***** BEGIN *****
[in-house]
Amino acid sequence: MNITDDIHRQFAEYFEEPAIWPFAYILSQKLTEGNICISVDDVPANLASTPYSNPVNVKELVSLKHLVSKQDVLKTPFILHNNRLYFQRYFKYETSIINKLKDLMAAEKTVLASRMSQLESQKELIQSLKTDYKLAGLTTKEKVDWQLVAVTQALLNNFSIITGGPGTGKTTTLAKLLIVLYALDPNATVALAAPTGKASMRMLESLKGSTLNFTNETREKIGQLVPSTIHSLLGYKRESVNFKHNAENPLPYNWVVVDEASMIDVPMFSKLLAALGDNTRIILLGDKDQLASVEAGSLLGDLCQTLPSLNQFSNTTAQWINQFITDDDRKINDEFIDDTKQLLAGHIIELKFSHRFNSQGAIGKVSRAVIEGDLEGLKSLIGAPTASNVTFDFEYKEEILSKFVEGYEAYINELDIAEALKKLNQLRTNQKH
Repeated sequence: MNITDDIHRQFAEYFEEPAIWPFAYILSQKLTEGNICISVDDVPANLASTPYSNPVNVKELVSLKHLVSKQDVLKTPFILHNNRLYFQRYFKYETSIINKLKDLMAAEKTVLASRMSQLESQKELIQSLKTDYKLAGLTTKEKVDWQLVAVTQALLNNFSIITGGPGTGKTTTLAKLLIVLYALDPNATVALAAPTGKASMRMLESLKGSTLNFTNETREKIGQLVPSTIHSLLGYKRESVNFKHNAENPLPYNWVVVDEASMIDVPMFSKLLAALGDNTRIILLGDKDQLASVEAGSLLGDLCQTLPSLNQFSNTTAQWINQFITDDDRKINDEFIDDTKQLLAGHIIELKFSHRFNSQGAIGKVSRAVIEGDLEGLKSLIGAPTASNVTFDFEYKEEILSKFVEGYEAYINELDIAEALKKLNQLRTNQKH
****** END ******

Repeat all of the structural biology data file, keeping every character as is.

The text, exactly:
[in-house]
Amino acid sequence: MNITDDIHRQFAEYFEEPAIWPFAYILSQKLTEGNICISVDDVPANLASTPYSNPVNVKELVSLKHLVSKQDVLKTPFILHNNRLYFQRYFKYETSIINKLKDLMAAEKTVLASRMSQLESQKELIQSLKTDYKLAGLTTKEKVDWQLVAVTQALLNNFSIITGGPGTGKTTTLAKLLIVLYALDPNATVALAAPTGKASMRMLESLKGSTLNFTNETREKIGQLVPSTIHSLLGYKRESVNFKHNAENPLPYNWVVVDEASMIDVPMFSKLLAALGDNTRIILLGDKDQLASVEAGSLLGDLCQTLPSLNQFSNTTAQWINQFITDDDRKINDEFIDDTKQLLAGHIIELKFSHRFNSQGAIGKVSRAVIEGDLEGLKSLIGAPTASNVTFDFEYKEEILSKFVEGYEAYINELDIAEALKKLNQLRTNQKH
Repeated sequence: MNITDDIHRQFAEYFEEPAIWPFAYILSQKLTEGNICISVDDVPANLASTPYSNPVNVKELVSLKHLVSKQDVLKTPFILHNNRLYFQRYFKYETSIINKLKDLMAAEKTVLASRMSQLESQKELIQSLKTDYKLAGLTTKEKVDWQLVAVTQALLNNFSIITGGPGTGKTTTLAKLLIVLYALDPNATVALAAPTGKASMRMLESLKGSTLNFTNETREKIGQLVPSTIHSLLGYKRESVNFKHNAENPLPYNWVVVDEASMIDVPMFSKLLAALGDNTRIILLGDKDQLASVEAGSLLGDLCQTLPSLNQFSNTTAQWINQFITDDDRKINDEFIDDTKQLLAGHIIELKFSHRFNSQGAIGKVSRAVIEGDLEGLKSLIGAPTASNVTFDFEYKEEILSKFVEGYEAYINELDIAEALKKLNQLRTNQKH